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Death due to breast cancer reduced 40 percent if high vitamin D – meta-analysis April 2014

Vitamin D intake, blood 25(OH)D levels, and breast cancer risk or mortality: a meta-analysis

British Journal of Cancer , (8 April 2014) | doi:10.1038/bjc.2014.175
Y Kim and Y Je

Background: Experimental studies suggest potential anti-carcinogenic properties of vitamin D against breast cancer risk, but the epidemiological evidence to date is inconsistent.

Methods: We searched MEDLINE and EMBASE databases along with a hand search for eligible studies to examine the association between vitamin D status (based on diet and blood 25-hydroxyvitamin D OH)D and breast cancer risk or mortality in a meta-analysis. A random-effect model was used to calculate a pooled adjusted relative risk (RR).

Results: A total of 30 prospective studies (nested case-control or cohort) were included for breast cancer incidence (n=24 studies; 31 867 cases) or mortality (n=6 studies; 870 deaths) among 6092 breast cancer patients. The pooled RRs of breast cancer incidence for the highest vs the lowest vitamin D intake and blood 25(OH)D levels were 0.95 (95% CI: 0.88–1.01) and 0.92 (95% CI: 0.83–1.02), respectively.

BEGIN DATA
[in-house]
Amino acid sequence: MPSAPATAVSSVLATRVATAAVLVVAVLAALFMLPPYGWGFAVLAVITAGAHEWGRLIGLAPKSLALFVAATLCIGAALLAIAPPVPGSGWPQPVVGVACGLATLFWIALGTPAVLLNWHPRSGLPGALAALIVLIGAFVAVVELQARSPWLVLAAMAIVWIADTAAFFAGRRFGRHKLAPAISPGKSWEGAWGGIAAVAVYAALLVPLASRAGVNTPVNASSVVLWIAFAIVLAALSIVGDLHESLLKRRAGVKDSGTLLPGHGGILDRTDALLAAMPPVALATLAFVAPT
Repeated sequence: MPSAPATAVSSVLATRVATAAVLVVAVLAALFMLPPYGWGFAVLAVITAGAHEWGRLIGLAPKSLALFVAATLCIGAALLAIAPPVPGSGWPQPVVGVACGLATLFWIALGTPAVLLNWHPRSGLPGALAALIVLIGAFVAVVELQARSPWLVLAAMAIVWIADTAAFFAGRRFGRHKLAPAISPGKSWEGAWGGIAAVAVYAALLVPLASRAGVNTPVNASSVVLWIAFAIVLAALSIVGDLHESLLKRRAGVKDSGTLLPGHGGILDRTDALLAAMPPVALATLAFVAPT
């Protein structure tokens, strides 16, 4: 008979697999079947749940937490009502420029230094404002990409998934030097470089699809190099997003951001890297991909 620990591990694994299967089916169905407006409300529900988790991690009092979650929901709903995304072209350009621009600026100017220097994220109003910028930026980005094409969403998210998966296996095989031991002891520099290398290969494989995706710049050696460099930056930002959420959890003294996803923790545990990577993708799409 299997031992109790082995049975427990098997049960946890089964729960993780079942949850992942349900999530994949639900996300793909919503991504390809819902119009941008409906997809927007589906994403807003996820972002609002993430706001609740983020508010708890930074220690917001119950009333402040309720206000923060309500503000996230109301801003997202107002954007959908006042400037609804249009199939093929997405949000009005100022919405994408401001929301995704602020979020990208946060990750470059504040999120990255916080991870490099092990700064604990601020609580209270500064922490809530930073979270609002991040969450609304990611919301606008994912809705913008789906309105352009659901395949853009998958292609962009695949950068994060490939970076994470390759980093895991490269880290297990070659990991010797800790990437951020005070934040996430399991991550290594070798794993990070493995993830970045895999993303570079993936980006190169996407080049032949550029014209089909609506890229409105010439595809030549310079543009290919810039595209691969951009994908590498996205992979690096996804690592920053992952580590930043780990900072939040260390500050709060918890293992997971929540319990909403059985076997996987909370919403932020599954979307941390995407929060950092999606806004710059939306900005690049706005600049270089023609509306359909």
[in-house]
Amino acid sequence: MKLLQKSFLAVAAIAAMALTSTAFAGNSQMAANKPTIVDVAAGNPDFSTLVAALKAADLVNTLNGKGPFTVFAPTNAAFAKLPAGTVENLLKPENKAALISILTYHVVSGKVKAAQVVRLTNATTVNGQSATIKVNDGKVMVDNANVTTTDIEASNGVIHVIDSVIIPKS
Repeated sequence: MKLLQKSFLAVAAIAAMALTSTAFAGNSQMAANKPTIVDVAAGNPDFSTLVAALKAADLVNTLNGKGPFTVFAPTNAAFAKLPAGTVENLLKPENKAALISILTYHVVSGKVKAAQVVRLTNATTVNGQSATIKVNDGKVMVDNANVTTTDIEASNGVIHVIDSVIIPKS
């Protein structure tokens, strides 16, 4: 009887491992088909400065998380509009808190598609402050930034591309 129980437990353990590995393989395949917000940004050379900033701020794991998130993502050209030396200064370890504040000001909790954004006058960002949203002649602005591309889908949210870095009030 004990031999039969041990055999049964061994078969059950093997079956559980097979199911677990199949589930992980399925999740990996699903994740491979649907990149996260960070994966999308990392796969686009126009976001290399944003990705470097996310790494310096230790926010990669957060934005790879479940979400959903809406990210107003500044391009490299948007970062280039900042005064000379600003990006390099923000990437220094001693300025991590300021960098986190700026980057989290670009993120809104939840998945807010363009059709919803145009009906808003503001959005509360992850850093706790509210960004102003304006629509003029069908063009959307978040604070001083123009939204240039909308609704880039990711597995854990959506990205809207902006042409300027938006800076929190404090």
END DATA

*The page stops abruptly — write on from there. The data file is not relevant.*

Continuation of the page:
Among breast cancer patients, high blood 25(OH)D levels were significantly associated with

  • lower breast cancer mortality (pooled RR=0.58, 95% CI: 0.40–0.85) and
  • overall mortality (pooled RR=0.61, 95% CI: 0.48–0.79).

There was no evidence of heterogeneity and publication bias.

Conclusions: Our findings suggest that high vitamin D status is weakly associated with low breast cancer risk but strongly associated with better breast cancer survival.

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Studies in all 3 categories: Breast Cancer, Meta-analysis and Mortality

Pages listed in VitaminDWiki for BOTH Breast Cancer AND Meta-analysis

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